The Wardrobe’s Best Dressed: Lori Horvitz’ “The Girls of Usually”


Excerpt from Slow Train to the Forbidden City

On the Orient Express, Rita, Martin, and I settled into a three-person berth. We lined up our alcohol and began to chug beer and brandy in celebration of my twenty-fourth birthday. When I was good and drunk and parched, I left the berth to search for bottled water, and upon my return, found Rita and Martin making out. I picked up my camera and threatened to take a picture. But if the moment were captured on film, it surely would have become real.
     Martin left the berth. I poured myself a shot of brandy and looked out the window but all I saw was my bitter reflection.
     “You okay?” Rita asked.
     I kept looking at my reflection.
     She patted the cushion next to her. “Come here,” she said.
     I moved next to her and stared at my shoes. “Who are you with?” I asked. “Martin or me?”
     She leaned over to kiss me. “I’m with you!”
     “So we’ll share a hotel room together?”
     She moved to embrace me. “Of course.”
     Martin slid the door open and Rita jumped up. Behind him, a smeared-lipstick Romanian stumbled into our berth. “My name Katrina,” she slurred out. “I speak little English.” She flopped her body onto a seat and handed me a picture of her son. “Him beautiful. Yes?” She told us her husband had been arrested and received a two-year jail sentence.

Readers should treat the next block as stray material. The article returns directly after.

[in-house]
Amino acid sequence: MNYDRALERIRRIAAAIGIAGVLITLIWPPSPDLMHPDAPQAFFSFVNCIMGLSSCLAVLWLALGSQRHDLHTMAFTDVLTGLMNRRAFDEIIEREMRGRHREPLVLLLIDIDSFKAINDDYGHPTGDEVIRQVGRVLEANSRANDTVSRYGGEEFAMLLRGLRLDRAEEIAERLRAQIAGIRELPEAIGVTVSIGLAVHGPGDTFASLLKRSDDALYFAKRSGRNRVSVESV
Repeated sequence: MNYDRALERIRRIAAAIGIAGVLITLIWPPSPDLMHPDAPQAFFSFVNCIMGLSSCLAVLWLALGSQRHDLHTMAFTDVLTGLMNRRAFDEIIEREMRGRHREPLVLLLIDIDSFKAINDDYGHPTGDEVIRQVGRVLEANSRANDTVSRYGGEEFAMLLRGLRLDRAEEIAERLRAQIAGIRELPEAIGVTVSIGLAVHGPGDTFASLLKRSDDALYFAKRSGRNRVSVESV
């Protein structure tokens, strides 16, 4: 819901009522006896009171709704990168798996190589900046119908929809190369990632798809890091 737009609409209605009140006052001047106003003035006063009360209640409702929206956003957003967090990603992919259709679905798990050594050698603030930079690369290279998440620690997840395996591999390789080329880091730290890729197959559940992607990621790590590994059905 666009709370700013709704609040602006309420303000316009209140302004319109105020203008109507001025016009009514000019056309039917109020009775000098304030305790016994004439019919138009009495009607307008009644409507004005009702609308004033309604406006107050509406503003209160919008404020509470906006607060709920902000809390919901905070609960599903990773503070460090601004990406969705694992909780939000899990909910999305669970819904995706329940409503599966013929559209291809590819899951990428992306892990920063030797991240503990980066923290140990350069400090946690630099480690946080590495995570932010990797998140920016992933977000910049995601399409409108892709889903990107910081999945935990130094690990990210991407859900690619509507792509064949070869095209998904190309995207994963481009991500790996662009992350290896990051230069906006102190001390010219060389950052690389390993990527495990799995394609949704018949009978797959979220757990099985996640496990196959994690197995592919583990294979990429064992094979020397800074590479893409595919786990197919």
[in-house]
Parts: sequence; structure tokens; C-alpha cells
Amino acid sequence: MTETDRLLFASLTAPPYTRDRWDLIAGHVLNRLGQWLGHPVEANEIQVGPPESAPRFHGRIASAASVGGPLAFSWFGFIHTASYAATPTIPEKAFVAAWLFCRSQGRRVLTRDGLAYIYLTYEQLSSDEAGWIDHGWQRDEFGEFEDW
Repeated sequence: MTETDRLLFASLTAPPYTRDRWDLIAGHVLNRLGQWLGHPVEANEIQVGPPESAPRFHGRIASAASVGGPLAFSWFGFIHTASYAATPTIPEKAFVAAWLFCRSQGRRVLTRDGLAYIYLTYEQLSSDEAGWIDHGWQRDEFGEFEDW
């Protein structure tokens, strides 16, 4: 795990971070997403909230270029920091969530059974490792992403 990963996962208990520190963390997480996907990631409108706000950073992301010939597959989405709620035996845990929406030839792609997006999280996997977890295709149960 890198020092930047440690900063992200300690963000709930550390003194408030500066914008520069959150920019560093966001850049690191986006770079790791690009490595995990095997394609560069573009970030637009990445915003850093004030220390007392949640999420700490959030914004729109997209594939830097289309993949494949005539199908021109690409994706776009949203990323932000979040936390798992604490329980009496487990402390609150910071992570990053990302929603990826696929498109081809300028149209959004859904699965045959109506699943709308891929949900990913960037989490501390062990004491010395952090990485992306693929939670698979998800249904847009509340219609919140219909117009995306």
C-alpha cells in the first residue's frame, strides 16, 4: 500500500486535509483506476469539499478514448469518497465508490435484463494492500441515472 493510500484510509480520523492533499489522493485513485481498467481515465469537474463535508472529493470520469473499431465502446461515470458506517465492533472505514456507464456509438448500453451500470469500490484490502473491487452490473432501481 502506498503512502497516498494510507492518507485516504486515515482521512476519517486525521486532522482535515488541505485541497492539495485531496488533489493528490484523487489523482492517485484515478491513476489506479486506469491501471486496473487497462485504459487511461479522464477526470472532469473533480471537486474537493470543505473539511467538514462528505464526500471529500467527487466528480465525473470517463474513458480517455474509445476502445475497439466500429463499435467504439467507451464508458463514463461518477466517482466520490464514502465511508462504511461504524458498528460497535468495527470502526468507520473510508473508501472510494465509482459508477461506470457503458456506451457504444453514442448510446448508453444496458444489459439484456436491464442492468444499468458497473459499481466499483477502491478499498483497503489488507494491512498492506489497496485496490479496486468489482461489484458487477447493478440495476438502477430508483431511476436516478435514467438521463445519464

“What for?” I asked.
     She looked out the window, a grim expression on her face, lit a cigarette. “America, good?”
     The next morning, passengers smoked rancid cigarettes in the aisles while the train chugged across the Transylvanian mountains. Rita and Martin sat side by side, listening to the same Walkman. I stared out the window, hungover, drinking sickly sweet orange soda. Hundreds of black particles floated at the bottle’s bottom.


This selection was taken from Lori Horvitz’ book The Girls of Usually, available from Truman State University Press. Purchase your copy here! 

Lori Horvitz’ short stories, poetry and personal essays have appeared in a variety of literary journals and anthologies, including Chattahoochee Review, Epiphany, South Dakota Review, Southeast Review, Hotel Amerika, Thirteenth Moon, Tusculum Review, and Quarter After Eight. Her essays have been included in two Seal Press anthologies: P.S.: What I Didn’t Say: Unsent Letters to Our Female Friends and Dear John, I’m in Love With Jane. She has been awarded writing fellowships from Fundación Valparaiso, The Ragdale Foundation, Yaddo, Cottages at Hedgebrook, Virginia Center for the Creative Arts, and Blue Mountain Center. Horvitz is Professor of Literature and Language at University of North Carolina at Asheville, where she teaches courses in creative writing, literature, and directs their Women, Gender and Sexuality Studies Program.

Sarah Einstein is the author of Mot: A Memoir (University of Georgia Press 2015), Remnants of Passion (Shebooks 2014). Her essays and short stories have appeared in The Sun, Ninth Letter, PANK and other journals. Her work has been awarded a Pushcart Prize, a Best of the Net, and the AWP Prize in Creative Nonfiction. She is also the prose editor for Stirring: A Literary Collective and the special projects editor for Brevity Magazine. She is a professor of creative writing at the University of Tennessee at Chattanooga.

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